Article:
Mr. Taylor's own experience in attempting to implement the invention further supports finding a lack of written description here. Mr. Taylor admitted that in 1993, when he filed his initial application, “there was no internet,” and that once the internet was developed he “attempt[ed] to play catch-up and move from [his] previous conception [of the invention] to [one] having more of an involvement in the internet.” Deposition of William Michael Frederick Taylor (day 2), Taylor v. Matal, No. 16-cv-12, ECF No. 51-3, at 11–12. Mr. Taylor also admitted that even after filing his application he was “waiting and waiting and waiting” for “a suitable platform to become available” to allow him to implement his idea. Id. at 12. Indeed, as the district court found, Mr. Taylor's “first prototype was not operational until 1998 and neither that prototype nor the 2001 version contained all the features described in the specification, much less the claims.” J.A. 65. Mr. Taylor's experience thus shows that the specification did not demonstrate possession of the claimed invention but was instead “a ‘mere wish or plan’ for obtaining the claimed invention.” See Novozymes A/S v. DuPont Nutrition Biosciences APS, 723 F.3d 1336, 1344 (Fed. Cir. 2013) (quoting Regents of the Univ. of Cal. v. Eli Lilly & Co., 119 F.3d 1559, 1566 (Fed. Cir. 1997)).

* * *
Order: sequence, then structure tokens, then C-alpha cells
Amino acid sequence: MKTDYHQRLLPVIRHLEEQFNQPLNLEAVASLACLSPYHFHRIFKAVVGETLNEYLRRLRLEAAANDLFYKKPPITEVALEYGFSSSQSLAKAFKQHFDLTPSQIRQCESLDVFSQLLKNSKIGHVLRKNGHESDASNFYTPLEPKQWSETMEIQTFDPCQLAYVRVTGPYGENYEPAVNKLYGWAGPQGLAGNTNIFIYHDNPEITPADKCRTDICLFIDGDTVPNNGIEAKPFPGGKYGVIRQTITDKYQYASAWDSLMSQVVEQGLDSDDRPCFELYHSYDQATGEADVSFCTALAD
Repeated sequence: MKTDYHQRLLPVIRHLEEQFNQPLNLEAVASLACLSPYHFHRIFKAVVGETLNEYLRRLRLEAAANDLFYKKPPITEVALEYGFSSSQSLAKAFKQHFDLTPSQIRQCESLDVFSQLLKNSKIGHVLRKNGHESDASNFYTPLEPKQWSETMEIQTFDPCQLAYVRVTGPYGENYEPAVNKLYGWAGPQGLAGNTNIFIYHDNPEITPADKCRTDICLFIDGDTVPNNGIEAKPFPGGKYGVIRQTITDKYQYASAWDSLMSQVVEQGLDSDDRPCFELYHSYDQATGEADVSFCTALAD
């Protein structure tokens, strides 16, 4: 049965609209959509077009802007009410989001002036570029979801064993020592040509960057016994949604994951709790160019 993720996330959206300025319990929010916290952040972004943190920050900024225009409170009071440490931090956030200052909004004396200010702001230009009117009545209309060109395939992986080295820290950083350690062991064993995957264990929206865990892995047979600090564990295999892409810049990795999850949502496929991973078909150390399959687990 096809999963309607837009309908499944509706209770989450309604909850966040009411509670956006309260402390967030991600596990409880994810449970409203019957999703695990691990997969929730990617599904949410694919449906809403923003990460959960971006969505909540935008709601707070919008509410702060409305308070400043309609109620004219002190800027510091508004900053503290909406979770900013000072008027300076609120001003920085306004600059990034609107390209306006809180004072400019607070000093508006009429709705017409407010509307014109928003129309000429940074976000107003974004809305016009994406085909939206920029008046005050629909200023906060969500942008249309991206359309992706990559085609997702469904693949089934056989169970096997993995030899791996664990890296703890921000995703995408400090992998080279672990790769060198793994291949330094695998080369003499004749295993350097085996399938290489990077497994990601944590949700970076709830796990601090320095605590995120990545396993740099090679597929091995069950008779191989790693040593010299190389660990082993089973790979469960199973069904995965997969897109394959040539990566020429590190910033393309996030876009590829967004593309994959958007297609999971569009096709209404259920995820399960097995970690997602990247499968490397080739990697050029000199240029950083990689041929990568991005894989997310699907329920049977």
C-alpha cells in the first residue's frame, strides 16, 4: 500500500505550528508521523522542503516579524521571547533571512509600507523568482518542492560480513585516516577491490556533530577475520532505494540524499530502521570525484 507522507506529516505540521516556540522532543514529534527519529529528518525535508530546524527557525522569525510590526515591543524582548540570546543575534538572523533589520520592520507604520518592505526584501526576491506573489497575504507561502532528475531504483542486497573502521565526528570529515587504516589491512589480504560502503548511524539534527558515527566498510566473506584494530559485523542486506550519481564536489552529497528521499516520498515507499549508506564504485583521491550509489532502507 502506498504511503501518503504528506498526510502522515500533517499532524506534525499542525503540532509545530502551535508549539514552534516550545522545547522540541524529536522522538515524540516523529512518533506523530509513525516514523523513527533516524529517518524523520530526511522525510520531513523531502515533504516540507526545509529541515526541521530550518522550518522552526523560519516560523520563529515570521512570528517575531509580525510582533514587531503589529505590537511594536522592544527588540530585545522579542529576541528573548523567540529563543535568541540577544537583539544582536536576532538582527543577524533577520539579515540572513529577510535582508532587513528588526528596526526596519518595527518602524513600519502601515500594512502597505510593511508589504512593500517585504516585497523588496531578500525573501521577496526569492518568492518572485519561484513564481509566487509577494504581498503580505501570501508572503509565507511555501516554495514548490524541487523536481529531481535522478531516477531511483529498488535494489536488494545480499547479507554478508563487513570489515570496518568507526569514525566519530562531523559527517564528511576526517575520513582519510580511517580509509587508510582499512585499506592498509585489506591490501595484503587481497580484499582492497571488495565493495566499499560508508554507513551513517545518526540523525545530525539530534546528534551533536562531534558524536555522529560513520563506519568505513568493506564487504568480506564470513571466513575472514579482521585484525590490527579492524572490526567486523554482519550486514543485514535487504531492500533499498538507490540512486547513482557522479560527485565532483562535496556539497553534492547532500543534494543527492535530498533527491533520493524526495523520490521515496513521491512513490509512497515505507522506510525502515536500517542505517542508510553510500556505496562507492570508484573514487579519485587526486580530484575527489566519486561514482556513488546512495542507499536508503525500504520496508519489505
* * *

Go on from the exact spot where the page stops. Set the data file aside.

Because no reasonable factfinder could conclude that the ’501 application's claims meet the written description requirement, the district court did not err in holding the claims unpatentable. We need not reach the district court's decision with respect to indefiniteness.
1. Mr. Taylor also challenged, in separate cases, the Patent Office's rejection of two of his related applications: U.S. Application Serial Nos. 10/425,553 (“the ’553 application”) and 11/807,860 (“the ’860 application”). The district court consolidated the three cases, and concluded that each of the applications was unpatentable. Mr. Taylor separately appeals the district court's decision as to the ’553 application (Case No. 18-1048) and as to the ’860 application (Case No. 18-1047). Our decisions on those appeals are being issued concurrently with this decision.